Howto: access removable media from andLinux

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<h1>Workaround</h1>
<h1>Workaround</h1>
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Fortunately, there is a solution to that, using Windows itself and the power of NTFS. Like Unix file systems, NTFS supports mount points, which allows a physical drive to be mounted inside an empty directory and its contents seamlessly displayed. This works for USB drives and CD/DVDs as long as the host drive is formatted with NTFS.
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Fortunately, there is a solution to that, using Windows itself and the power of NTFS. Like Unix file systems, NTFS supports mount points, which allows a physical drive to be mounted inside an empty directory and its contents seamlessly displayed. This works for USB drives and CD/DVDs as long as the host drive is formatted with NTFS. The external drive can be formatted with anything that Windows will read.
Here's how to mount a drive as a directory in Windows XP:
Here's how to mount a drive as a directory in Windows XP:
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The directions above are the way to go if your media is readable by Windows but what
The directions above are the way to go if your media is readable by Windows but what
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if it's formatted with a Linux filesystem that Windows won't recongnize? The following instructions have been used successfully on Windows Vista.
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if it's formatted with a Linux filesystem that Windows won't recognize? The following instructions have been used successfully on Windows Vista.
Start a windows command line: cmd.exe and run diskpart.exe;
Start a windows command line: cmd.exe and run diskpart.exe;

Current revision

Accessing removable media from andLinux using COFS

Abstract

Having instant access to hot pluggable or removable media (such as USB sticks) on andLinux can be tricky. There is no direct way to do so from the UI and users typically have to edit fstab or other configuration files, with mixed success. In addition, automatic mounting is not fully supported and the mounted volume may no longer be accessible to Windows.

Workaround

Fortunately, there is a solution to that, using Windows itself and the power of NTFS. Like Unix file systems, NTFS supports mount points, which allows a physical drive to be mounted inside an empty directory and its contents seamlessly displayed. This works for USB drives and CD/DVDs as long as the host drive is formatted with NTFS. The external drive can be formatted with anything that Windows will read.

Here's how to mount a drive as a directory in Windows XP:

  • Insert the external drive or media
  • Open Control Panel/Administrative tools
  • Open Computer Management
  • Select Disk Management in the storage section
  • Right-click the desired drive or partition
  • Select "Change drive letter and path"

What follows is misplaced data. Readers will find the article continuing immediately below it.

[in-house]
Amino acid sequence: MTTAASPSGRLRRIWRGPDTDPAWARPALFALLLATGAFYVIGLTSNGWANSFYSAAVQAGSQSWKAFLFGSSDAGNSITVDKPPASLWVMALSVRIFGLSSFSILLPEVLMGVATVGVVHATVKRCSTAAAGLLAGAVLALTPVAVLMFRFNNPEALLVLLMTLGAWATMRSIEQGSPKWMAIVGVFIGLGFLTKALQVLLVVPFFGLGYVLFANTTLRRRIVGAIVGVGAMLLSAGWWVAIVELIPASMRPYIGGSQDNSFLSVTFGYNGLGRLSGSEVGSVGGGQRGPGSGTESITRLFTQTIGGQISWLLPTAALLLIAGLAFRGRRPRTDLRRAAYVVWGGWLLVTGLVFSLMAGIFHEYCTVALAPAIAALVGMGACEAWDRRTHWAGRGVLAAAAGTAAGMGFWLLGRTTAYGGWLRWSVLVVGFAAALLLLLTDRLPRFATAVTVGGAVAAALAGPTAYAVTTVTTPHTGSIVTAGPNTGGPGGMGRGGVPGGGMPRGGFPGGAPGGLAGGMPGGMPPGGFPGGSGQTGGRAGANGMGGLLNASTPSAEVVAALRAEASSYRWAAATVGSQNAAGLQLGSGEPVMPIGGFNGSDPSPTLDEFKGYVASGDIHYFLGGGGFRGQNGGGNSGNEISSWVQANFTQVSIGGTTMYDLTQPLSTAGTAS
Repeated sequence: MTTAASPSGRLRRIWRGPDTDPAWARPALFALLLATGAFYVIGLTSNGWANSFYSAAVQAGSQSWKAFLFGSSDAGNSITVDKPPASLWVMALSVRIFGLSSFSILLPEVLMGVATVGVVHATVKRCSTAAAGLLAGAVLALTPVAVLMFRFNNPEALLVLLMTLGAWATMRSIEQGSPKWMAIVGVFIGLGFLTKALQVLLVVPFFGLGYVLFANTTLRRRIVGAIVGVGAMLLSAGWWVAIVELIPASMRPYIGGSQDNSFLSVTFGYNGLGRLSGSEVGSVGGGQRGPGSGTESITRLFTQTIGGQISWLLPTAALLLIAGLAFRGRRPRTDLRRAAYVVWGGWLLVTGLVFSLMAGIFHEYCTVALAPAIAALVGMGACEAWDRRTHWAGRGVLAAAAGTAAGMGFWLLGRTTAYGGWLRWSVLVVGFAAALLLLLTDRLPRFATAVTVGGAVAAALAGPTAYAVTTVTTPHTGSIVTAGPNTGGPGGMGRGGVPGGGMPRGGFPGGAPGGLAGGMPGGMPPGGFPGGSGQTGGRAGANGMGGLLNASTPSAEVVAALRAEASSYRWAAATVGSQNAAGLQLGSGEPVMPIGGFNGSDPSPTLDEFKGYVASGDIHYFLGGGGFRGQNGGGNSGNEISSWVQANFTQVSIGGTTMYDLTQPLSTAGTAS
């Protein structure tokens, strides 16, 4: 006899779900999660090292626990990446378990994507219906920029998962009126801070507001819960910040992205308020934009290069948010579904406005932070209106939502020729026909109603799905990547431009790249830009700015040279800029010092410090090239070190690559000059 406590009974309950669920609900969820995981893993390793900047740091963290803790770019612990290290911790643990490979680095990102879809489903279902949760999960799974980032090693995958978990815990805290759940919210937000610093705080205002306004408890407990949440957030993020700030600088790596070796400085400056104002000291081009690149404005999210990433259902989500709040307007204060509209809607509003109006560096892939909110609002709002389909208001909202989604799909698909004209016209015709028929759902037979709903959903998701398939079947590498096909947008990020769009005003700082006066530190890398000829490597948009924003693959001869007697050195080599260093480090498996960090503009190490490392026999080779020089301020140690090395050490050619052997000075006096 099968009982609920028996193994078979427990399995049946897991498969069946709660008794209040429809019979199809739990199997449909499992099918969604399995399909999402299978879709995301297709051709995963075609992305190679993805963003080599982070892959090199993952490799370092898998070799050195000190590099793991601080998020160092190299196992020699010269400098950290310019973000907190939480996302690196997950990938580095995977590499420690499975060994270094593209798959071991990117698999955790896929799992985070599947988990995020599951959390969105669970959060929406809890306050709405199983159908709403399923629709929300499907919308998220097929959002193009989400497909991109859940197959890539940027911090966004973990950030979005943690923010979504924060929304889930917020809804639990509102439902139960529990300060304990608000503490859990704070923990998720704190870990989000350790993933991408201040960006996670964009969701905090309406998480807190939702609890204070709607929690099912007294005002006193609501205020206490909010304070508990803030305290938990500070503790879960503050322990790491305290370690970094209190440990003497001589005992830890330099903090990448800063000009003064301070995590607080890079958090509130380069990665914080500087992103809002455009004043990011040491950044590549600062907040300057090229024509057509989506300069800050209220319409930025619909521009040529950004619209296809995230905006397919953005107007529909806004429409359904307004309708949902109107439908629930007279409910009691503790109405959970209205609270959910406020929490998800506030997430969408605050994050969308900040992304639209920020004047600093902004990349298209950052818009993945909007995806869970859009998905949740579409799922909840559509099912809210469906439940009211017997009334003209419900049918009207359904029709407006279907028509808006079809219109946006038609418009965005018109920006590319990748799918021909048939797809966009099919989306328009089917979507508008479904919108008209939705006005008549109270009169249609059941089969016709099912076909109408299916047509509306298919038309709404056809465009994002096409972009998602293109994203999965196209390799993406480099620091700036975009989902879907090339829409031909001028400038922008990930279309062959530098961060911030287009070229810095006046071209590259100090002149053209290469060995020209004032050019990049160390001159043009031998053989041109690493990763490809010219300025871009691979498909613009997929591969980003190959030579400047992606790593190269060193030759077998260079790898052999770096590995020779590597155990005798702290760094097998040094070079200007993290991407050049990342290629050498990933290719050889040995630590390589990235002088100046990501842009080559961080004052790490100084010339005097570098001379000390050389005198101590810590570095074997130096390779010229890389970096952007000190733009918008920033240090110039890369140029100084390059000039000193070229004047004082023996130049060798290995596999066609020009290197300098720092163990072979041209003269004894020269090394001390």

• Add a mount point to an empty NTFS folder
  • If you want, you can now remove the drive letter in the previous dialog

andLinux/coLinux having mounted a NTFS partition as cofs will see these subdirectories as genuine NTFS folders. Any automatic volume mounting will be handled by Windows and will be transparent to Linux.

Other low level NTFS features that will show up in mounted cofs partitions are junction points and hard links, which are equivalent to directory symlinks and file hard links in Linux. These features are hidden from the standard UI but can be accessed with free third party tools like Alax.Info NTFS Links.

Accessing non-Windows compatible media

The directions above are the way to go if your media is readable by Windows but what if it's formatted with a Linux filesystem that Windows won't recognize? The following instructions have been used successfully on Windows Vista.

Start a windows command line: cmd.exe and run diskpart.exe;

  *** 1s Microsoft Windows [Version 6.0.6001]
  Copyright (c) 2006 Microsoft Corporation.  All rights reserved.
  
  C:\>diskpart

Another window will open and you should see something like the following;

  Microsoft DiskPart version 6.0.6001
  Copyright (C) 1999-2007 Microsoft Corporation.
  On computer: XXXXX-VISTA
  
  DISKPART>

Use diskpart to determine the harddisk number and partition number.

First list all disks;

 DISKPART> list disk
 
 Disk ###  Status      Size     Free     Dyn  Gpt
 --------  ----------  -------  -------  ---  ---
 Disk 0    Online       298 GB      0 B
 Disk 1    Online        75 GB      0 B

In this case the external disk is ~80GB so we need to list the partitions on "Disk 1", first we need to select it and then we can list the partitions;

 DISKPART> select disk 1
 
 Disk 1 is now the selected disk.
 
 DISKPART> list partition
 
 Partition ###  Type              Size     Offset
 -------------  ----------------  -------  -------
 Partition 1    Primary             71 GB    32 KB
 Partition 0    Extended          3153 MB    71 GB
 Partition 2    Logical           3153 MB    71 GB

We now have all the information we need to create device entry for the andLinux settings.txt file. The device to map is the first disk and the first partition, this translates to;

 hda1=\Device\Harddisk1\Partition1

You may choose to have something like the following in your /etc/fstab;

 /dev/hda1  /mnt/usb reiserfs  rw,user

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